Governor-General Michaëlle Jean held a private meeting with the Dalai Lama here yesterday, an event likely to rankle Chinese leaders who consider the Tibetan Buddhist leader a separatist determined to achieve the independence of Tibet from China.
The meeting took place after both spoke to the We Day celebration organized by Craig and Marc Kielburger's Free The Children charity. Unlike on previous visits to Canada by the Dalai Lama, no one from the federal government has scheduled any contact with the widely revered 74-year-old, exiled from China for the past 50 years.
The Governor-General's spokeswoman, Marthe Blouin, said the meeting lasted about 15 minutes. "Normally we do not talk about private meetings, but I can tell you, of course, that the Governor-General was very pleased to see the Dalai Lama again."
Ms. Jean met the Dalai Lama for the first time while she was still a journalist in 2004, according to Victor Chan, a friend of the Dalai Lama who organized his visit to Vancouver and was present for the interview.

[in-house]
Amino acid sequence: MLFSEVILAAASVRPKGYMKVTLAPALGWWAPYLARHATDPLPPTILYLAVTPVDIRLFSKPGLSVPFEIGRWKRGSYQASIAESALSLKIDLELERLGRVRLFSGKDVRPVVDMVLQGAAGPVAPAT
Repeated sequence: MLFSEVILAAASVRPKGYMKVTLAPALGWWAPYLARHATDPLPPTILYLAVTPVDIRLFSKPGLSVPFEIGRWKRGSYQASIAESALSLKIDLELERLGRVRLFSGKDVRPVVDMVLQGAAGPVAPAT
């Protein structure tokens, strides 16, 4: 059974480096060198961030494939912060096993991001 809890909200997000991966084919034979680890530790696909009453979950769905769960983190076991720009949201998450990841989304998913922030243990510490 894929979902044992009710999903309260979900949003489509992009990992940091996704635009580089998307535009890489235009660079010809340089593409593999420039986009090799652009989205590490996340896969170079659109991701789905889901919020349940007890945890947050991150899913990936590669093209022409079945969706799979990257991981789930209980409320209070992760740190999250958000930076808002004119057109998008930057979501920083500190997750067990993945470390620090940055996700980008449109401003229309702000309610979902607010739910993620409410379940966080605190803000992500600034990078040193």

"There was good chemistry between them," Mr. Chan recalled. "His Holiness really enjoyed her and found her story of being a Haitian refugee very compelling."
Chinese officials have not commented on the Dalai Lama's session with the Governor-General, but before his arrival, the local consulate issued a statement accusing him of trying to "sabotage the unity of our people. It has been proved that wherever the Dalai Lama goes, his purpose is merely to advocate separatism. We hope that people will not be deceived by him."
China was particularly incensed in 2007 when Prime Minister Stephen Harper met privately for about 45 minutes with the Dalai Lama, who holds honorary Canadian citizenship.Report Typo/Error